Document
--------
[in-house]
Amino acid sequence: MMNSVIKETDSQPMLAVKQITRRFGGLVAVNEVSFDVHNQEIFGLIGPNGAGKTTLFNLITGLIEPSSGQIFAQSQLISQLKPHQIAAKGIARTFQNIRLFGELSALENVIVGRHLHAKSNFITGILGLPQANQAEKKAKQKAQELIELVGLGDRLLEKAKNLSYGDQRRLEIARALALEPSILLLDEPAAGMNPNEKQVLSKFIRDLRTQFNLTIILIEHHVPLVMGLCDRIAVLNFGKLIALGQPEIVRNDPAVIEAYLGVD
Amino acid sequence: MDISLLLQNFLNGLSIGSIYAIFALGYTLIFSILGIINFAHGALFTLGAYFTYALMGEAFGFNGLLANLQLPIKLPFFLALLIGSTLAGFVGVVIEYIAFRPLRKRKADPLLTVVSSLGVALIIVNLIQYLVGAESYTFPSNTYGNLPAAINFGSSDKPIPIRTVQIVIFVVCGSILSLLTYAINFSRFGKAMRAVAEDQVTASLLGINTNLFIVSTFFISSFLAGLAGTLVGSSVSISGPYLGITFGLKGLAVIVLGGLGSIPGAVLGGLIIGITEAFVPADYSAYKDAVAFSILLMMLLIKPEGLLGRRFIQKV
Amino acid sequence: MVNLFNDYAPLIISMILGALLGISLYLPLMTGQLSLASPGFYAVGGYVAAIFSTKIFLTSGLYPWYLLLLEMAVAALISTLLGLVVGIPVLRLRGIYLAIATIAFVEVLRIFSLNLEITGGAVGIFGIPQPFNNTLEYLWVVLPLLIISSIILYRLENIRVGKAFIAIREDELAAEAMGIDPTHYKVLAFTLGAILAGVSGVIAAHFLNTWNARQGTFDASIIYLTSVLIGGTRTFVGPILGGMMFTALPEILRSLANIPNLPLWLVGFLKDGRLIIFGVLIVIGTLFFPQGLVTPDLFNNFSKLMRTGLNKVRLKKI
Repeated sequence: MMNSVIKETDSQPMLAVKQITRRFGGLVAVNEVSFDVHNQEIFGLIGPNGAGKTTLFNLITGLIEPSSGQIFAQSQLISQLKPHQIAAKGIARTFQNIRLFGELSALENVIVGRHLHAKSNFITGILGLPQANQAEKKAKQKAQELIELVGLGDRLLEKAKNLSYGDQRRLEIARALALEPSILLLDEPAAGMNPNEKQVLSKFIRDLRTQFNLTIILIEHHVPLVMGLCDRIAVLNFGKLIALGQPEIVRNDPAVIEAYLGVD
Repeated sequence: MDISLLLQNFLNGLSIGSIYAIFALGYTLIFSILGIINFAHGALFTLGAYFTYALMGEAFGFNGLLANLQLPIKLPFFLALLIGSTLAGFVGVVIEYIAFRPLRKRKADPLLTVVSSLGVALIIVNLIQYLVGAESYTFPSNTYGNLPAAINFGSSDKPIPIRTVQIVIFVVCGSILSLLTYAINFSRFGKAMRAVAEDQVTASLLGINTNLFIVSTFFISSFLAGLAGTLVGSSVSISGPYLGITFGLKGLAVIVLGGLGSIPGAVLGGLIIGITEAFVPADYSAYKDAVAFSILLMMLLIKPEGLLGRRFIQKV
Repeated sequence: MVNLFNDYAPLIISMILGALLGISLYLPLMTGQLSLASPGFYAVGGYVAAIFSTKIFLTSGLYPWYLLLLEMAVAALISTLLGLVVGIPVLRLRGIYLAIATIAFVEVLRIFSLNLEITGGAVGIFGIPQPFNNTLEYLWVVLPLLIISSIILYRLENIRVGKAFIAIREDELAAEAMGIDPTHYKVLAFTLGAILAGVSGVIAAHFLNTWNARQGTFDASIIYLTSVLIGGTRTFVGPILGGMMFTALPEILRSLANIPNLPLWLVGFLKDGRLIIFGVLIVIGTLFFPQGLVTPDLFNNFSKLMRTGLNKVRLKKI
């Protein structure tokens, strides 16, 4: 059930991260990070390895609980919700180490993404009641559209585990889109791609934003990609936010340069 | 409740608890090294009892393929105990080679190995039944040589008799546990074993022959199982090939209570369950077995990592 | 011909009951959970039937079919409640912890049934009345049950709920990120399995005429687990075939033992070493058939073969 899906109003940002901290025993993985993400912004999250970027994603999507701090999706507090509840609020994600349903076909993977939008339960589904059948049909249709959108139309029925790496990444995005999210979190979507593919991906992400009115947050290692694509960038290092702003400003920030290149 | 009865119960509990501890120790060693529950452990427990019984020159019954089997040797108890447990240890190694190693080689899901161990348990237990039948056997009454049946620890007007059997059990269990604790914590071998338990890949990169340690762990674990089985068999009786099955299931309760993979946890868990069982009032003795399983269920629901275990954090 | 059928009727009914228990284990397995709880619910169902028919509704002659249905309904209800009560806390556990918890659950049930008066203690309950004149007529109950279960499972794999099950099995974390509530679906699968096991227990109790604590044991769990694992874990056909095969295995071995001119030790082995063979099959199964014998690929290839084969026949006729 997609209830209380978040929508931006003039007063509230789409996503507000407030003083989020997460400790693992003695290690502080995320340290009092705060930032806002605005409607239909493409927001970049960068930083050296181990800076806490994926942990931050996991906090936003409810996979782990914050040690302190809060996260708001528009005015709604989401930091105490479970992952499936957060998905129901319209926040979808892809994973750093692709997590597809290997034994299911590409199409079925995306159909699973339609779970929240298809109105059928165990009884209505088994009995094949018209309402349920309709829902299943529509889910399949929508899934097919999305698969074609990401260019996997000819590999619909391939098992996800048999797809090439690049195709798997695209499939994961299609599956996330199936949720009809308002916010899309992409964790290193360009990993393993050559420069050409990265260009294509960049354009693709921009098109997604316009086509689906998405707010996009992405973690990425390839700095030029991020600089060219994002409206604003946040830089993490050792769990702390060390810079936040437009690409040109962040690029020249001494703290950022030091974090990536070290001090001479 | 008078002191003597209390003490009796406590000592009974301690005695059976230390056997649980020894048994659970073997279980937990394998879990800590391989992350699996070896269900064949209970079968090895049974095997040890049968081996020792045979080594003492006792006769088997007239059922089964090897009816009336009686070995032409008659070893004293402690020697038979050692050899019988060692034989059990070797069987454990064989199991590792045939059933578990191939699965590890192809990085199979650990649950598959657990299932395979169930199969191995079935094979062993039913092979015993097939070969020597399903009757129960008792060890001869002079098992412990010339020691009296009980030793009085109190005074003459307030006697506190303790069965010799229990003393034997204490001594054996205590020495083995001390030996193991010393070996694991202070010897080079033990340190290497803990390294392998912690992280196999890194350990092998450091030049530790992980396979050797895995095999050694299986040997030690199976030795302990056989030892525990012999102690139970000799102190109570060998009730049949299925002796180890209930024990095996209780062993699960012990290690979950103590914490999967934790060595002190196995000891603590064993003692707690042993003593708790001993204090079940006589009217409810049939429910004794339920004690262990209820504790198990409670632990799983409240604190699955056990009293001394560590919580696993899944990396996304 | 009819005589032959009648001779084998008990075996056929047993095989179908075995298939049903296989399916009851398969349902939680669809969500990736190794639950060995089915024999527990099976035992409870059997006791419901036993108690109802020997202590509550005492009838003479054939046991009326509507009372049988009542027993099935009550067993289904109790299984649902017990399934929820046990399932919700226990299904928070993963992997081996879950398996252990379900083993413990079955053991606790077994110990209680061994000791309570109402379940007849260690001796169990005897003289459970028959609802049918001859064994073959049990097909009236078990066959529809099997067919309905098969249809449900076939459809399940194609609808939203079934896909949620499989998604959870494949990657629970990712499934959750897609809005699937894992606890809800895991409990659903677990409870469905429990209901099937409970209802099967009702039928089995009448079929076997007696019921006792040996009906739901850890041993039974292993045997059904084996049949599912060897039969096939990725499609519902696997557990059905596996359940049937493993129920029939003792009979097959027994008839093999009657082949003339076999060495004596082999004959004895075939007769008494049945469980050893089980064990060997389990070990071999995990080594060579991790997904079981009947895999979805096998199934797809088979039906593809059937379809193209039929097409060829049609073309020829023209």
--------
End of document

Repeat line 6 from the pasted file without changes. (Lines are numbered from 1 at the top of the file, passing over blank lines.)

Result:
Repeated sequence: MDISLLLQNFLNGLSIGSIYAIFALGYTLIFSILGIINFAHGALFTLGAYFTYALMGEAFGFNGLLANLQLPIKLPFFLALLIGSTLAGFVGVVIEYIAFRPLRKRKADPLLTVVSSLGVALIIVNLIQYLVGAESYTFPSNTYGNLPAAINFGSSDKPIPIRTVQIVIFVVCGSILSLLTYAINFSRFGKAMRAVAEDQVTASLLGINTNLFIVSTFFISSFLAGLAGTLVGSSVSISGPYLGITFGLKGLAVIVLGGLGSIPGAVLGGLIIGITEAFVPADYSAYKDAVAFSILLMMLLIKPEGLLGRRFIQKV